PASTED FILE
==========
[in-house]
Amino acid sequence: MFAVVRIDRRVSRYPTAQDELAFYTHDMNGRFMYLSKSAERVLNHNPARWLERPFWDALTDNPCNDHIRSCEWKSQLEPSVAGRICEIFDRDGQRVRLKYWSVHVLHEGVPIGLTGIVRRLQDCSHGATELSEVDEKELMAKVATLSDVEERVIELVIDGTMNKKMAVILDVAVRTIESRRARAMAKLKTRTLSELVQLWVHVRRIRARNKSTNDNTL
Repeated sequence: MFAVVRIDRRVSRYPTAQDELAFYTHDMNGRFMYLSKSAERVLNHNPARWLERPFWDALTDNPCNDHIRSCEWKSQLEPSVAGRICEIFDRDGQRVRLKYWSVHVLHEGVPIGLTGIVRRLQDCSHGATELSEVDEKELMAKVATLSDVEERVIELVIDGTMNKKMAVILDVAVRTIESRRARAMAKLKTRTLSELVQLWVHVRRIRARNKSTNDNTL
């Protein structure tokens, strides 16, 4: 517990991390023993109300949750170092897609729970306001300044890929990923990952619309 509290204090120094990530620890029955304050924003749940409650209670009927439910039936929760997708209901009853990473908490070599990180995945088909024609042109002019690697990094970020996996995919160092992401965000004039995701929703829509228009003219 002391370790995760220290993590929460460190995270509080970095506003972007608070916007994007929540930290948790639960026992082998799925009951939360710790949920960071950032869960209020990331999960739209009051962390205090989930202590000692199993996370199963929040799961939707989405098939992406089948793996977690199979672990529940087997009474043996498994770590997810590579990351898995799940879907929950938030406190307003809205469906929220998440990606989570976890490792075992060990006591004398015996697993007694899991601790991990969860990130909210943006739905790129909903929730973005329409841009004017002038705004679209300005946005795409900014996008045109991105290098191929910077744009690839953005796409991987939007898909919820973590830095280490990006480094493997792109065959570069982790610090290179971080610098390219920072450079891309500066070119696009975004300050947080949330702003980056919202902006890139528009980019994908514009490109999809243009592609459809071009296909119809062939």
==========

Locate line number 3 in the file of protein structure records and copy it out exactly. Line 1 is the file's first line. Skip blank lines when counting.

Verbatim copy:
Repeated sequence: MFAVVRIDRRVSRYPTAQDELAFYTHDMNGRFMYLSKSAERVLNHNPARWLERPFWDALTDNPCNDHIRSCEWKSQLEPSVAGRICEIFDRDGQRVRLKYWSVHVLHEGVPIGLTGIVRRLQDCSHGATELSEVDEKELMAKVATLSDVEERVIELVIDGTMNKKMAVILDVAVRTIESRRARAMAKLKTRTLSELVQLWVHVRRIRARNKSTNDNTL